When the barricade is so arranged with its legs extended and locked into place, it can be collapsed only if impacted by a great force, which is a desirable end in itself insofar as a collapsed barricade is far less hazardous than a fully extended one after impact with a vehicle or other large object. This new and useful result is achieved by means of using a flexible plastic material for both the legs and the locking devices as above described, so that both the tips of the legs and the locking devices will "forgive" each other upon sudden impact, that is, be elastically deformed and thereby spring free from each other, thus allowing the legs of the barricade to fold to an inoperative safe position. Because the locking devices according to the invention are not broken after impact upon the barricade, the same locking devices can be used again.
When the blocks 34 of the locking devices 32 are rotated to an inoperative position, as shown in phantom in FIG. 3, then the leg members 26 may be rotated about their respective pivots to a closed storage position, that is, a folded position for the barricade structure 10, as shown in phantom in FIG. 2. It will be seen that the leg members 26 when so positioned in the closed storage position are completely within the confines of the end housing structure of the barricade made up by walls 20, 22, and 24, again as shown in phantom in FIG. 2.
It should be understood that the safety locking device according to the present invention need not be limited to the type of barricade structure described above but may be incorporated into other barricade structures that also use pivotal leg arrangements but which may not be defined by the use of vertical panels to support reflective or sign-bearing graphics. For example, such panels may be angled with respect to the road surface because they are supported on the leg support members themselves.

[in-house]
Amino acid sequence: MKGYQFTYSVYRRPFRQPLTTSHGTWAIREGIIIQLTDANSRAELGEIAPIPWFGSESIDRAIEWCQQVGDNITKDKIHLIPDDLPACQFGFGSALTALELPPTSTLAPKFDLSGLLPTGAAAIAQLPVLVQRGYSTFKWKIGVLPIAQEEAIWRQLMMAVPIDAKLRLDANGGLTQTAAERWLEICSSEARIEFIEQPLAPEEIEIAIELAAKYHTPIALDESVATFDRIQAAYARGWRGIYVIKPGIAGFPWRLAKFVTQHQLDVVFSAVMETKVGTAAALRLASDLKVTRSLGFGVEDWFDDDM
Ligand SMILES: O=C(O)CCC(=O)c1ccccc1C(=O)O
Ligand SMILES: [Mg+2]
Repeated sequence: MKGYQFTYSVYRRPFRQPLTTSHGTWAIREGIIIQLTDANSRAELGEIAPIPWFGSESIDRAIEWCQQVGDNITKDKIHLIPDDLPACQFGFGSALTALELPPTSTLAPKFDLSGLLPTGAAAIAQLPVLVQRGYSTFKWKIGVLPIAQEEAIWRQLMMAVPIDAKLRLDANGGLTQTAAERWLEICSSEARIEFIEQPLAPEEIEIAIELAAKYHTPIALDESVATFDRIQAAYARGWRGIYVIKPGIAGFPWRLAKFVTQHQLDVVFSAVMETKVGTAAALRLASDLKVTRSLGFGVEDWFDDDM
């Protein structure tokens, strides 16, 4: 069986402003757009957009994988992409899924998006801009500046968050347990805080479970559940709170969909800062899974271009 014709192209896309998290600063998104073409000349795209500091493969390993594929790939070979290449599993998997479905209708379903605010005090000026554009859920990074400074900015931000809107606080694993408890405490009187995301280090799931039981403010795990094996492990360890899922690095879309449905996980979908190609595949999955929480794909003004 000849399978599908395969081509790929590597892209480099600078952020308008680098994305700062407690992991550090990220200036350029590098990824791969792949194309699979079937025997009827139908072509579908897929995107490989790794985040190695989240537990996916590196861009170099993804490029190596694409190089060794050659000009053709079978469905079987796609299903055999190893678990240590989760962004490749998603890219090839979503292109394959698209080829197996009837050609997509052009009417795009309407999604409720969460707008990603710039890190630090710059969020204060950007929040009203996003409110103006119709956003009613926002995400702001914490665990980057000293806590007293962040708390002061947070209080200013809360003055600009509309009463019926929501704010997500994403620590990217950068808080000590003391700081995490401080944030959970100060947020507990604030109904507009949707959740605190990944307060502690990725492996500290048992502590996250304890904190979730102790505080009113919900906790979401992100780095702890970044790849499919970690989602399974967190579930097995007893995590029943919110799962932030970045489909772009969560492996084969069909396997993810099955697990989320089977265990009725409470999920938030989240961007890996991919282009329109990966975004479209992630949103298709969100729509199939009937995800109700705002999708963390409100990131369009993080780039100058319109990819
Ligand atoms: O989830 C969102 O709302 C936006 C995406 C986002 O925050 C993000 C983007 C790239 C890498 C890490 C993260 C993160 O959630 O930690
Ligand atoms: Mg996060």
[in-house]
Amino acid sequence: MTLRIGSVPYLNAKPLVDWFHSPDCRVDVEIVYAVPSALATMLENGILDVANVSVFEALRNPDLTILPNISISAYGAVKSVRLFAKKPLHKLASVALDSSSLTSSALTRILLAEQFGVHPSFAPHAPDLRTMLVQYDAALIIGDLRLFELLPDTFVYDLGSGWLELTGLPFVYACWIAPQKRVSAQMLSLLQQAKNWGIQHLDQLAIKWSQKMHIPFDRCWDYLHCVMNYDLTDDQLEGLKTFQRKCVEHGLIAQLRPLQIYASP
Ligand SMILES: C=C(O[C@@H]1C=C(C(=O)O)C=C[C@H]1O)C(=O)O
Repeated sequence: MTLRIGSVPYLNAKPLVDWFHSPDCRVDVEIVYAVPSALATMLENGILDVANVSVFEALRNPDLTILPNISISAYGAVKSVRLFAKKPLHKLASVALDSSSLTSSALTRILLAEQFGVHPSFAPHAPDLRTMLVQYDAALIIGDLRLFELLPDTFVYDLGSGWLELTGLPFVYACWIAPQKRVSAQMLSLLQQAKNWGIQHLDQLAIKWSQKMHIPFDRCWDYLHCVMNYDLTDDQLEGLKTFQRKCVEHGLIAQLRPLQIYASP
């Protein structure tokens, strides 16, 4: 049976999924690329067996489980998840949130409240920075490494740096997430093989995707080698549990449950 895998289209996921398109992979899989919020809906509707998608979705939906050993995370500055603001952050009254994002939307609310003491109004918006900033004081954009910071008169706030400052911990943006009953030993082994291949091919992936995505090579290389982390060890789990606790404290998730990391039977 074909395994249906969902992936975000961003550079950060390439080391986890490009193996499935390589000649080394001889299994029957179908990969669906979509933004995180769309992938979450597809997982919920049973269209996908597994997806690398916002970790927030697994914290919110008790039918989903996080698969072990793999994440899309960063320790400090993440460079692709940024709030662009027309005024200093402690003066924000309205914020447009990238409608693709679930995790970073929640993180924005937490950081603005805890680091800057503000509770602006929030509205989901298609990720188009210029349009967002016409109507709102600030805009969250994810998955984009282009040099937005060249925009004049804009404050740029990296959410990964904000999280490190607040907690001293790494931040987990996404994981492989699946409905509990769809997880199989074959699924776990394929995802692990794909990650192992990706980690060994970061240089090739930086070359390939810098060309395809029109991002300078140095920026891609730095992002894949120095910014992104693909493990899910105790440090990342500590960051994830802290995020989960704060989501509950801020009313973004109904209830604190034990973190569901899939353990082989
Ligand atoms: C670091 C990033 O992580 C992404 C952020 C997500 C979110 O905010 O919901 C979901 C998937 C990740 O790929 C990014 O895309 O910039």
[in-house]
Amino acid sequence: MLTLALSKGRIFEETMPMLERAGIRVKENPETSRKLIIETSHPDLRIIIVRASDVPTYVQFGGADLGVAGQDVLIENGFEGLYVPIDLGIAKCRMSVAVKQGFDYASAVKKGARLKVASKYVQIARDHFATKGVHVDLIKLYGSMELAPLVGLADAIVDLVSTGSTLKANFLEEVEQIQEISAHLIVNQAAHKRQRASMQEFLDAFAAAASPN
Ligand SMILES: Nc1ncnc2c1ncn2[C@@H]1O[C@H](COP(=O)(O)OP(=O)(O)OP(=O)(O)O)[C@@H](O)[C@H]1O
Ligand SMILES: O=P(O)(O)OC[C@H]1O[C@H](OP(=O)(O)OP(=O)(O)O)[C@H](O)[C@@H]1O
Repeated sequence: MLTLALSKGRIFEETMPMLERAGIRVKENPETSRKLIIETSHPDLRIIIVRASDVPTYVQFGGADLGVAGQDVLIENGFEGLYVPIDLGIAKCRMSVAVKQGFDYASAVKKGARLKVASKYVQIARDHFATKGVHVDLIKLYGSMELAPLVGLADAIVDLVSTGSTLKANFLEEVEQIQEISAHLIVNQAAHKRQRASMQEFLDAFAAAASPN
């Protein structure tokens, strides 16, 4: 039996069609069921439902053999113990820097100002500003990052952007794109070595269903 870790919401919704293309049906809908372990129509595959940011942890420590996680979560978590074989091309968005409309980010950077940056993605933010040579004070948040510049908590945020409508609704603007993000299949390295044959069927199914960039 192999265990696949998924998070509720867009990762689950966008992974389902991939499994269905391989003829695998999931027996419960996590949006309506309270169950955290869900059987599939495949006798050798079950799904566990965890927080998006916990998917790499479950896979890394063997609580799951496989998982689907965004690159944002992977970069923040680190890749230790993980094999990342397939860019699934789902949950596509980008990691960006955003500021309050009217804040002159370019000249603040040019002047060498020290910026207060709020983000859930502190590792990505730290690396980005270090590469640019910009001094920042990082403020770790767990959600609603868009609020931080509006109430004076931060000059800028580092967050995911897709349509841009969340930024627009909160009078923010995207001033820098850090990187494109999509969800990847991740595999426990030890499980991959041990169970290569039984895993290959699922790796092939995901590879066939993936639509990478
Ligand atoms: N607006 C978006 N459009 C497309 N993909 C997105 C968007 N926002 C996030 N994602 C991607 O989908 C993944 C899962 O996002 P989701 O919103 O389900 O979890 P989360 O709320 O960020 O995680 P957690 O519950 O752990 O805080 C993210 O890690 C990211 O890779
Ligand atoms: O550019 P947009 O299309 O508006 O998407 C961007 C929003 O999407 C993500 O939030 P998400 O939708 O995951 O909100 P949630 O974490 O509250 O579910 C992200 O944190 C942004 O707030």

The foregoing relates to preferred exemplary embodiment of the present invention, it being understood that other embodiments and variants thereof are possible within the scope of the invention, the latter being defined by the appended claims.
|Cited Patent||Filing date||Publication date||Applicant||Title|
|US1224893 *||Jun 17, 1915||May 8, 1917||Louis I Beckwith||Folding frame.|
|US2651487 *||Aug 16, 1952||Sep 8, 1953||Loock Gerald H||Foldable sign carrier|
|US2995847 *||May 26, 1958||Aug 15, 1961||Carpenter Lowell C||Road sign standards|
|US3086740 *||Nov 3, 1961||Apr 23, 1963||Hi Way Safety Equipment Compan||Collapsible support|
|US3527434 *||Oct 3, 1967||Sep 8, 1970||Mauro Frank M||Adjustable sign frame and/or quick assembly barricade|
|US4183695 *||Aug 30, 1978||Jan 15, 1980||Wilcox Ernest J||Collapsible barricade|
|US4238001 *||Aug 9, 1979||Dec 9, 1980||Alexander Donald W||Knockdown sawhorse bracket construction|
|US4375245 *||Jan 9, 1981||Mar 1, 1983||Schill John M||Sawhorse brackets|
|US4605099 *||May 17, 1985||Aug 12, 1986||Crum Wesley W||Bracket means providing full collapsibility to sawhorses|
|US4645162 *||Feb 25, 1986||Feb 24, 1987||Bertrand Roy||Leg support structure|
|US4681187 *||Jul 8, 1986||Jul 21, 1987||Brown David M||Collapsible sawhorse|
|US4696470 *||Jan 13, 1986||Sep 29, 1987||Fenner Edwin H||Portable platform assembly for dancers and the like|
|US4778250 *||Mar 9, 1987||Oct 18, 1988||Republic Tool & Manufacturing Corp.||Lightweight vertical panel safety-barricade for streets and highways|
|US4875797 *||Jun 14, 1988||Oct 24, 1989||Kaymar-Parkguard Inc.||Parking space guard|